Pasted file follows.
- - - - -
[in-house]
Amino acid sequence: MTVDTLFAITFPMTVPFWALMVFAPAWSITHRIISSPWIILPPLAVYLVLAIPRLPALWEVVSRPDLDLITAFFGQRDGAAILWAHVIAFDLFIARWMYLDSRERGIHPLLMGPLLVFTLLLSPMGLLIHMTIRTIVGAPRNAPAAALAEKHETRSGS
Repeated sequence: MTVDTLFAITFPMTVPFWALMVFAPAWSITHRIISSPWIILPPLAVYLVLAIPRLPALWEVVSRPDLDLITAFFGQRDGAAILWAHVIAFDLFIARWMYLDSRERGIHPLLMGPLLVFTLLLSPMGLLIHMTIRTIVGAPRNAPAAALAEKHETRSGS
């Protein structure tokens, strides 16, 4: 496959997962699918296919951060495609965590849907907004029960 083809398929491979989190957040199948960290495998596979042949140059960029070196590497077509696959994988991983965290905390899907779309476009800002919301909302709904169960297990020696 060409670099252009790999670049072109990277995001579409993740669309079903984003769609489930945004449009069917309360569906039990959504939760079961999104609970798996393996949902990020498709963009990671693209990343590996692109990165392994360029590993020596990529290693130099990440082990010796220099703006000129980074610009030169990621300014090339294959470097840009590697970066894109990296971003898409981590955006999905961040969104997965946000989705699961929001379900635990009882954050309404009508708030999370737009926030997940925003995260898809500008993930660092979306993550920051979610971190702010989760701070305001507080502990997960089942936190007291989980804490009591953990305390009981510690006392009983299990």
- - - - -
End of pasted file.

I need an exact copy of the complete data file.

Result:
[in-house]
Amino acid sequence: MTVDTLFAITFPMTVPFWALMVFAPAWSITHRIISSPWIILPPLAVYLVLAIPRLPALWEVVSRPDLDLITAFFGQRDGAAILWAHVIAFDLFIARWMYLDSRERGIHPLLMGPLLVFTLLLSPMGLLIHMTIRTIVGAPRNAPAAALAEKHETRSGS
Repeated sequence: MTVDTLFAITFPMTVPFWALMVFAPAWSITHRIISSPWIILPPLAVYLVLAIPRLPALWEVVSRPDLDLITAFFGQRDGAAILWAHVIAFDLFIARWMYLDSRERGIHPLLMGPLLVFTLLLSPMGLLIHMTIRTIVGAPRNAPAAALAEKHETRSGS
């Protein structure tokens, strides 16, 4: 496959997962699918296919951060495609965590849907907004029960 083809398929491979989190957040199948960290495998596979042949140059960029070196590497077509696959994988991983965290905390899907779309476009800002919301909302709904169960297990020696 060409670099252009790999670049072109990277995001579409993740669309079903984003769609489930945004449009069917309360569906039990959504939760079961999104609970798996393996949902990020498709963009990671693209990343590996692109990165392994360029590993020596990529290693130099990440082990010796220099703006000129980074610009030169990621300014090339294959470097840009590697970066894109990296971003898409981590955006999905961040969104997965946000989705699961929001379900635990009882954050309404009508708030999370737009926030997940925003995260898809500008993930660092979306993550920051979610971190702010989760701070305001507080502990997960089942936190007291989980804490009591953990305390009981510690006392009983299990």